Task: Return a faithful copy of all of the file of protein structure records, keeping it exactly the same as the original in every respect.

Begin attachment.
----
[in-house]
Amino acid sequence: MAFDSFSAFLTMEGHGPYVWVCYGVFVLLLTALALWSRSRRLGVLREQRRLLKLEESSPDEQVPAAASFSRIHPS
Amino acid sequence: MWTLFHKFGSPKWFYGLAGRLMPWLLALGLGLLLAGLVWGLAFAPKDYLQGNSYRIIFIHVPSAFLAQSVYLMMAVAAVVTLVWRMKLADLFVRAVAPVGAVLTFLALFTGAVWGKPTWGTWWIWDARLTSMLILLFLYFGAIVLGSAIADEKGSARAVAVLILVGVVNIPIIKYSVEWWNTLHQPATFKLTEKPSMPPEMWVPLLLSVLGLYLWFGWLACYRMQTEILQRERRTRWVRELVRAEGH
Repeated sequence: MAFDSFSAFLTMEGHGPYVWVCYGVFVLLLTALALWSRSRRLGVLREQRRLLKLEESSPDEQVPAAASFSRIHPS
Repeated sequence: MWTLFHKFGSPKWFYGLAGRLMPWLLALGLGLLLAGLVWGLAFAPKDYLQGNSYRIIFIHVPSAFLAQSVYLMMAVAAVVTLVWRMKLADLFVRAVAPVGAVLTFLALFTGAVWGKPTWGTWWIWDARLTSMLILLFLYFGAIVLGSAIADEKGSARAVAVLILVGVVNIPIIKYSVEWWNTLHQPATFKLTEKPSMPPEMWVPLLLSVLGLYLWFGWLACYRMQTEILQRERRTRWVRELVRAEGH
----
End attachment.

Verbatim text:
[in-house]
Amino acid sequence: MAFDSFSAFLTMEGHGPYVWVCYGVFVLLLTALALWSRSRRLGVLREQRRLLKLEESSPDEQVPAAASFSRIHPS
Amino acid sequence: MWTLFHKFGSPKWFYGLAGRLMPWLLALGLGLLLAGLVWGLAFAPKDYLQGNSYRIIFIHVPSAFLAQSVYLMMAVAAVVTLVWRMKLADLFVRAVAPVGAVLTFLALFTGAVWGKPTWGTWWIWDARLTSMLILLFLYFGAIVLGSAIADEKGSARAVAVLILVGVVNIPIIKYSVEWWNTLHQPATFKLTEKPSMPPEMWVPLLLSVLGLYLWFGWLACYRMQTEILQRERRTRWVRELVRAEGH
Repeated sequence: MAFDSFSAFLTMEGHGPYVWVCYGVFVLLLTALALWSRSRRLGVLREQRRLLKLEESSPDEQVPAAASFSRIHPS
Repeated sequence: MWTLFHKFGSPKWFYGLAGRLMPWLLALGLGLLLAGLVWGLAFAPKDYLQGNSYRIIFIHVPSAFLAQSVYLMMAVAAVVTLVWRMKLADLFVRAVAPVGAVLTFLALFTGAVWGKPTWGTWWIWDARLTSMLILLFLYFGAIVLGSAIADEKGSARAVAVLILVGVVNIPIIKYSVEWWNTLHQPATFKLTEKPSMPPEMWVPLLLSVLGLYLWFGWLACYRMQTEILQRERRTRWVRELVRAEGH